If America continues down the road to Obama's America — a road that began when President Franklin Roosevelt started building a welfare state here — our entire nation will become Detroit.
Obama's economic and moral vision has played out in that city. What he seeks has been achieved there.
Last week, as reported by the Detroit Free Press, Michigan's state treasurer told Detroit's mayor and city council that the state may soon appoint an emergency financial manager for the city. Under Michigan law, the paper said, only such a manager can initiate the steps leading to a bankruptcy filing for the city.
By current calculations, Detroit faces obligations over the next six months that exceed its revenues by $47 million. The city, the Free Press reported, now pays $1.08 in benefits to municipal workers and retirees for every $1.00 it pays in salary.
What happened to Detroit? It is achieving socialism in one city.
Traditional two-parent families and the productive taxpaying citizens they produce have fled. In 1950, according the U.S. Census Bureau, Detroit had 1,849,568 people and was the fifth-largest city in the nation. By 2000, its population had dropped to 951,270; by 2010, to 713,777; and by 2011, to 706,585.
What has happened to the people who remain? The Census Bureau estimates there are 563,055 people age 16 or older in the city who could potentially work and be part of the labor force. But only 54.3 percent of these — or 305,479 individuals — actually do participate in the labor force, meaning they either have a job or are looking for one.
Another 257,576 of Detroit residents age 16 or older — 45.7 percent of that demographic — do not participate in the labor force. They do not have a job, and they are not looking for one.
In fact, these 257,576 people in Detroit who do not have a job and are not looking for one outnumber the 224,846 residents who do have jobs. But of the 224,846 residents who do have jobs, 34,500 — or 15.3 percent — have jobs with the government. Thus, this city that boasted 1,849,568 residents in 1950 has only 190,346 private-sector workers today.
There are 264,209 households in Detroit, and 91,204 of them — or 34.5 percent — get food stamps.
Very few of the people who are staying out of the labor force in Detroit are staying out because they are stay-at-home moms with working husbands. Of the 264,209 households in Detroit, only 24,275 — or 9.2 percent — are married couple families with children under 18. Another 78,438 households — or 29.7 percent of the total — are "families" headed by women with no husband present. Of these, 43,742 have children under 18.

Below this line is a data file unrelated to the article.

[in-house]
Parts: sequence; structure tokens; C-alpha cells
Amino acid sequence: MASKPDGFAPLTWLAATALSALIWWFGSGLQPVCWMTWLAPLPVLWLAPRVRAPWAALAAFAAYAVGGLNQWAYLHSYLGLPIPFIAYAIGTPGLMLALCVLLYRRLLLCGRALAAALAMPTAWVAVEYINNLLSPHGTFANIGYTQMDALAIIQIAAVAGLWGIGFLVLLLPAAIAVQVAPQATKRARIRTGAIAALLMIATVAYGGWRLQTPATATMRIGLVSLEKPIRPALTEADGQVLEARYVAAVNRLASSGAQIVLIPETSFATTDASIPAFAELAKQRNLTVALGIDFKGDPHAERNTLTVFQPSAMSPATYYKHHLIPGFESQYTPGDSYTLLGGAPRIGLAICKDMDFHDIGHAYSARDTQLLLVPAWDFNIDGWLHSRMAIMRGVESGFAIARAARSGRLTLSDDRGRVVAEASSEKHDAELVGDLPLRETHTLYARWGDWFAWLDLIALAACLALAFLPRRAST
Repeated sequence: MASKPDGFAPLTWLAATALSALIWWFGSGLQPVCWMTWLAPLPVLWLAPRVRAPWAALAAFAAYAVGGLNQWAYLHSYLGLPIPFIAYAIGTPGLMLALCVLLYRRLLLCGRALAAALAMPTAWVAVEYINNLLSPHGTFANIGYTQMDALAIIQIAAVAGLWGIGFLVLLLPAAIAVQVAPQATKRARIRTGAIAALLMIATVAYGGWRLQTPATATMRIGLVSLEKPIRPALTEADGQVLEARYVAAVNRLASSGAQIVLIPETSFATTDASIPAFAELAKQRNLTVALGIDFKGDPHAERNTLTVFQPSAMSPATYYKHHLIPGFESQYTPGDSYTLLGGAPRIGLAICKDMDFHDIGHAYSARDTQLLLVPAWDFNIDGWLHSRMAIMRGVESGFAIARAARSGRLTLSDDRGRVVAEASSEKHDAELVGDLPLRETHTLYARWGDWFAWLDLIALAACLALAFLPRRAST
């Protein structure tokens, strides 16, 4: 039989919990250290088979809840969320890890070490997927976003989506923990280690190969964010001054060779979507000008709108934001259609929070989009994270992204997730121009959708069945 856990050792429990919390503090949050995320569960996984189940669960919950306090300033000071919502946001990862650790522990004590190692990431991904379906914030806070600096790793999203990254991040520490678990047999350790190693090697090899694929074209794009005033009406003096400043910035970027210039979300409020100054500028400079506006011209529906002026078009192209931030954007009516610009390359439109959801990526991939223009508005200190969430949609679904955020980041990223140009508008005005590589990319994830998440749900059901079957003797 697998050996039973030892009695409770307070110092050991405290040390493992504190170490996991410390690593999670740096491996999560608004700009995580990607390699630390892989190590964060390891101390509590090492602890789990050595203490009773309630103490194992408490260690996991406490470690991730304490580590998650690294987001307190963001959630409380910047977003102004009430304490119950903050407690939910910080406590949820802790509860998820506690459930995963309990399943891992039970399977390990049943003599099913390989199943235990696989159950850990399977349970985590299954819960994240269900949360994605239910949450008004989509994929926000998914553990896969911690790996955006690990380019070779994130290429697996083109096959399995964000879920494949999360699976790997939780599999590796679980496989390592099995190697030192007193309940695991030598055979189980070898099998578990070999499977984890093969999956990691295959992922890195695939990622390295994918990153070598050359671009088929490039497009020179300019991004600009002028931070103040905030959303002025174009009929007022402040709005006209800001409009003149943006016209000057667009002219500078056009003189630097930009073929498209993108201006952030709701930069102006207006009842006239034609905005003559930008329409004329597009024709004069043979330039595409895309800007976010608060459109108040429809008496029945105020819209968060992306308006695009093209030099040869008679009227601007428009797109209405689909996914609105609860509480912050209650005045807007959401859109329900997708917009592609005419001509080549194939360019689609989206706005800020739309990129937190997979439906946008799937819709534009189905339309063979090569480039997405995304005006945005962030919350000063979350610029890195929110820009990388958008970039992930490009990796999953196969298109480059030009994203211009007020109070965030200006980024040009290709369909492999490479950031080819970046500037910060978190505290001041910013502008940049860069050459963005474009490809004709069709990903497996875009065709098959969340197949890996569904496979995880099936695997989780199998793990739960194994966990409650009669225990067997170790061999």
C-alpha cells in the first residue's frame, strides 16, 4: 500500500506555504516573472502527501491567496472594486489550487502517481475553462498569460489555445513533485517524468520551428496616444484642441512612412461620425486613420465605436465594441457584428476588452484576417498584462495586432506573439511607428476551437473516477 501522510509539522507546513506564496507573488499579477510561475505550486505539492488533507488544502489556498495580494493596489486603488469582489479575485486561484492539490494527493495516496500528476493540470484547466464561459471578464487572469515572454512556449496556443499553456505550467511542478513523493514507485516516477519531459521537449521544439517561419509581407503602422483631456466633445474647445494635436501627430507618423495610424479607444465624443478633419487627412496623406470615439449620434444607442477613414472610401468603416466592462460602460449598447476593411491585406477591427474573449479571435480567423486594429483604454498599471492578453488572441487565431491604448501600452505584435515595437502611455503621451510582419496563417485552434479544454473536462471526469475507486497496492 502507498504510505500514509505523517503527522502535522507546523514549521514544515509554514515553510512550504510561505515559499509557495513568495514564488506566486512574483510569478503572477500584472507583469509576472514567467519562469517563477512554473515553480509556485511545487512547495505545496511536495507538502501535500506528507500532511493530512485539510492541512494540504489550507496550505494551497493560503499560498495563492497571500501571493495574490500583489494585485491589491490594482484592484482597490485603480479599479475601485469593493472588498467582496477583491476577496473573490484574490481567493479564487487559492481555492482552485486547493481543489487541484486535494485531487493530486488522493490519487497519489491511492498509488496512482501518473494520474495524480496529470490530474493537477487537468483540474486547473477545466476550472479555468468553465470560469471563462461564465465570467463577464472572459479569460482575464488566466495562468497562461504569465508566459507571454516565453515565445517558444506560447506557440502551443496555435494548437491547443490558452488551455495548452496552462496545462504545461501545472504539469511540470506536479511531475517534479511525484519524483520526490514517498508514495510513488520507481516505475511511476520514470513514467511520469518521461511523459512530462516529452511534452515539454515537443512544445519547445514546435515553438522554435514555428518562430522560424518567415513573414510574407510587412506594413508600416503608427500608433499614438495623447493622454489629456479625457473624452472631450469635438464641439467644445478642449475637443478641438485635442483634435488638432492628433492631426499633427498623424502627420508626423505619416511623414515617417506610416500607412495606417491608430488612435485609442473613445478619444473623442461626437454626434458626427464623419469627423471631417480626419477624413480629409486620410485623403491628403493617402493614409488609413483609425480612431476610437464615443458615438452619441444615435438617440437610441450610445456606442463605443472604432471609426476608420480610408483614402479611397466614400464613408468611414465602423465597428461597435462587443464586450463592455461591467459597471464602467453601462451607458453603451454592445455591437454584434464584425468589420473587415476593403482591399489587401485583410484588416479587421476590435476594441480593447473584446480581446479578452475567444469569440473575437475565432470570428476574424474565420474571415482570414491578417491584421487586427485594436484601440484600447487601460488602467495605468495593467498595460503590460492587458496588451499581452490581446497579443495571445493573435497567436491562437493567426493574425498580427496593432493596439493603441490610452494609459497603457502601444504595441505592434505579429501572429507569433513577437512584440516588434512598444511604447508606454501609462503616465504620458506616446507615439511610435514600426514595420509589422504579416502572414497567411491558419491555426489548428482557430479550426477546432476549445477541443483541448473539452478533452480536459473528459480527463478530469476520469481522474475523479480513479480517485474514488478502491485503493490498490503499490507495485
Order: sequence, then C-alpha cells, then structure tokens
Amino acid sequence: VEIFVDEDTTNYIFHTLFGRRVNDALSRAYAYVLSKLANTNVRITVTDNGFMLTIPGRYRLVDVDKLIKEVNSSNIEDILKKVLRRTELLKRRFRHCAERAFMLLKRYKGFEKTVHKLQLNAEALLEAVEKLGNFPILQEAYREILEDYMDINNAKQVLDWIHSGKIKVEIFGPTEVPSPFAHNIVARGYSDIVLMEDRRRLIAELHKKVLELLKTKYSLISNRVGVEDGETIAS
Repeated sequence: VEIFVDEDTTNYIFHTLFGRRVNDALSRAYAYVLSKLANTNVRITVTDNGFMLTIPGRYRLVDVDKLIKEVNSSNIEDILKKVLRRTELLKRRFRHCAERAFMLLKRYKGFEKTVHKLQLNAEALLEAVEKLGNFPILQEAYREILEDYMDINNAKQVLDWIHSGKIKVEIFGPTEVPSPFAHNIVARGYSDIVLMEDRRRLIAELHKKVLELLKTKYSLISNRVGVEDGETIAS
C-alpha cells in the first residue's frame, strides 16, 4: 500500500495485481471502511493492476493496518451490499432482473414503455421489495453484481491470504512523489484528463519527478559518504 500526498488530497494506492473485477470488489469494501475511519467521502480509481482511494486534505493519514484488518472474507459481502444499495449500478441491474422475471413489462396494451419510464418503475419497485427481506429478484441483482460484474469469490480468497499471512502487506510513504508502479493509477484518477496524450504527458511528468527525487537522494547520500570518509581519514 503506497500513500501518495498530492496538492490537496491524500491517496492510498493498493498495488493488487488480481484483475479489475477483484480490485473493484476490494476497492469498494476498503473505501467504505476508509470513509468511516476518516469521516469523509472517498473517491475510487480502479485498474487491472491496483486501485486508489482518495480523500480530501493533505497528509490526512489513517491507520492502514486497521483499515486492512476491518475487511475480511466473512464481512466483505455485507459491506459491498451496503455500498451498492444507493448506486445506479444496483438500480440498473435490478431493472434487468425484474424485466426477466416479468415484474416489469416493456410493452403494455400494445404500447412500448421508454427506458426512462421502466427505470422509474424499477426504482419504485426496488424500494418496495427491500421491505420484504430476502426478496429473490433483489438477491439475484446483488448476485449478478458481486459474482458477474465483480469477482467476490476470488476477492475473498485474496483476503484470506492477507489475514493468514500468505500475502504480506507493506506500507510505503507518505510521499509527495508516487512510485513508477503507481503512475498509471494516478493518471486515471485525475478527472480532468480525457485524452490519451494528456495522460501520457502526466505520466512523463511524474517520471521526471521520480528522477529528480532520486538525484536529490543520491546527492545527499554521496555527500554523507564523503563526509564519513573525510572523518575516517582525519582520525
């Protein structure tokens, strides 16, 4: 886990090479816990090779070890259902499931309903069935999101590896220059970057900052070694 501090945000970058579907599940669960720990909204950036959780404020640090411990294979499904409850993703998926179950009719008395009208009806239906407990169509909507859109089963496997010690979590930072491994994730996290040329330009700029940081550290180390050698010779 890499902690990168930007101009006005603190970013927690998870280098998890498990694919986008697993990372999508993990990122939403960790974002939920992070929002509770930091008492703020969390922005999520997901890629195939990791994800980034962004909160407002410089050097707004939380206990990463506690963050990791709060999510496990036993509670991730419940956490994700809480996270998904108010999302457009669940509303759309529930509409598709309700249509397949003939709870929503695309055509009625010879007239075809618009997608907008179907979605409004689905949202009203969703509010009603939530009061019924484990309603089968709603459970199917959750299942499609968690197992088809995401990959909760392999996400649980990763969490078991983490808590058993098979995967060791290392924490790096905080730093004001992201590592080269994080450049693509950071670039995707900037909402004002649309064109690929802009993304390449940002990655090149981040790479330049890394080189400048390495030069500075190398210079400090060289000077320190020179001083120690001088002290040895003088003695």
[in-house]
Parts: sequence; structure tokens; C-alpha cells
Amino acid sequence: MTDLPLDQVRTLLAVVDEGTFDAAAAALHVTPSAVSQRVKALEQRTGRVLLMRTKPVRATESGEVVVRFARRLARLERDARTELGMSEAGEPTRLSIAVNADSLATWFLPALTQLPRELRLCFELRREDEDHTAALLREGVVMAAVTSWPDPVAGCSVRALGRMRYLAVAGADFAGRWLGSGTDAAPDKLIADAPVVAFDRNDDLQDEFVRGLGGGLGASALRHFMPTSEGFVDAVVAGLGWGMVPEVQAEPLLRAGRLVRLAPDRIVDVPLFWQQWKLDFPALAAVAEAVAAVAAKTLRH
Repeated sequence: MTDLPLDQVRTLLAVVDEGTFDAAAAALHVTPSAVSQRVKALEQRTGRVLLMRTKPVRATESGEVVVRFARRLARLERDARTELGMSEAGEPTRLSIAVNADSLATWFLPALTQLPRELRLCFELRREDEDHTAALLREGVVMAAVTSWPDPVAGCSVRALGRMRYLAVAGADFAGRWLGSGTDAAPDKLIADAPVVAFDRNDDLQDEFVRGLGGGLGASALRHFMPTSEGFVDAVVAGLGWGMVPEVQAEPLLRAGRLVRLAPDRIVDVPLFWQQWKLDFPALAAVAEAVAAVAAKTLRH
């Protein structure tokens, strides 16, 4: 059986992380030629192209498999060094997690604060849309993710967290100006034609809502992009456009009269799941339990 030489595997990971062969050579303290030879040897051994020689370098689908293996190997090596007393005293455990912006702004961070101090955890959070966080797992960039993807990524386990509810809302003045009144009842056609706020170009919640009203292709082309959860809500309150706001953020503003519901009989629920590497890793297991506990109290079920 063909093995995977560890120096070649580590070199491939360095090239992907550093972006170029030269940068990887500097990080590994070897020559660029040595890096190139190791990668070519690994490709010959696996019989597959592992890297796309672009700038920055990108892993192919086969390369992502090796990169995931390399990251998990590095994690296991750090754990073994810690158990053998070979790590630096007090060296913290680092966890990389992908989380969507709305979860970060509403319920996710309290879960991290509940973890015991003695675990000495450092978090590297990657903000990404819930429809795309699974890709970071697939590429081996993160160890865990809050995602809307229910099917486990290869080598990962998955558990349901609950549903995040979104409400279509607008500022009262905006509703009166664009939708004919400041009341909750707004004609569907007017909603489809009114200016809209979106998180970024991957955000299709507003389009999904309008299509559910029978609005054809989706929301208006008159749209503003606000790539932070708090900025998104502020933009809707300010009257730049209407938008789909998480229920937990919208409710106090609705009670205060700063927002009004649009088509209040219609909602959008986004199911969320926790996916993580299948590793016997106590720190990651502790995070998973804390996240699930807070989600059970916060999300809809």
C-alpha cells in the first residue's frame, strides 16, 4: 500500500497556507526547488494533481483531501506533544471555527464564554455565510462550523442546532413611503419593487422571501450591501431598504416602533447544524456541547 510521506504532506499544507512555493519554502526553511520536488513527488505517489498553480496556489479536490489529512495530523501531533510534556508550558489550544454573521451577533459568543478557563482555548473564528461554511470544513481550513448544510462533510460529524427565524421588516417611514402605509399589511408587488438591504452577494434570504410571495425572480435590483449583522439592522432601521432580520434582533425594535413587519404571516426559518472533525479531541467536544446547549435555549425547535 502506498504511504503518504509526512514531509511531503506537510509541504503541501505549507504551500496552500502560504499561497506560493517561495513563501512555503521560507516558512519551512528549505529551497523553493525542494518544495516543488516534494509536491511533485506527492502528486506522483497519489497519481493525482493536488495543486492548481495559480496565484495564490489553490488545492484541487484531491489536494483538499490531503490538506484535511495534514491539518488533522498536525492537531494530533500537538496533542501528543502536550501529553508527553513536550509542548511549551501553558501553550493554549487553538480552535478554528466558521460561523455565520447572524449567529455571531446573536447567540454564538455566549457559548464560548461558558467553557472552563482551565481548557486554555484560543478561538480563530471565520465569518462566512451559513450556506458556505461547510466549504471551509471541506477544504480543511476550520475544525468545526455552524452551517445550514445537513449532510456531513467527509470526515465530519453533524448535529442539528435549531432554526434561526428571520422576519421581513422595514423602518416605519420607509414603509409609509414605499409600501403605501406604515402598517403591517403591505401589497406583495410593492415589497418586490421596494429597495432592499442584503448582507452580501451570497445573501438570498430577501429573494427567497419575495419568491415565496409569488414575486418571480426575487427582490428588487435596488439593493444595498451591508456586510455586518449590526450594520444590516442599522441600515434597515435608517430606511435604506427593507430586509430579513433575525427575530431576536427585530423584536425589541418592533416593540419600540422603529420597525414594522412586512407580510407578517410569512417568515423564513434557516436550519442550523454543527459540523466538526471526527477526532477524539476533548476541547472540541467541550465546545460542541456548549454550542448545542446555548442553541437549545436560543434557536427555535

There were 12,103 babies born in Detroit in the 12 months prior to the Census Bureau survey, and 9,124 of them — or 75.4 percent — were born to unmarried women.
Of the 363,281 housing units in Detroit, 99,072 are vacant. Indeed, vacant houses have become a powerful visual symbol of what advancing socialism has done to the city. Traditional family life is nearing extinction in this once vibrant corner of America.
Obama said in Michigan that if the federal government does not take more money away from people who have earned it, the public schools may not be able to buy school books. But the Department of Education says that in the Detroit public schools — which have books — only 7 percent of the eight graders are grade-level proficient in reading and only 4 percent are grade-level proficient in math.
School books are not lacking here. Self-reliance, the spirit of individualism, and the Judeo-Christian values that support marriage and family are. They have been driven out by a government that wants the people to depend on it rather than on themselves, their families and their faith.
Maybe it was Sean Penn who put it best, comparing life in Port-au-Prince, Haiti to the conditions found in Detroit [Sean Penn: Port-au-Prince, Haiti, is like Detroit, Bay News 9, 12-12-12]:
As the three-year mark approaches of the devastating earthquake in Haiti that killed, injured and displaced hundreds of thousands of people, actor- activist Sean Penn describes life in the country's capital city.In the January issue of Esquire magazine, Penn compares Port-au-Prince to Detroit, saying, "It's not more dangerous, it's not less dangerous."Penn founded a relief organization in response to the 2010 earthquake in Haiti. He still spends about half his time there.The two-time Oscar winner says a child with a fever in the U.S. gets medicine, a cold bath, or a trip to the emergency room. In Haiti, he says, parents wait "to see if he's going to die or not."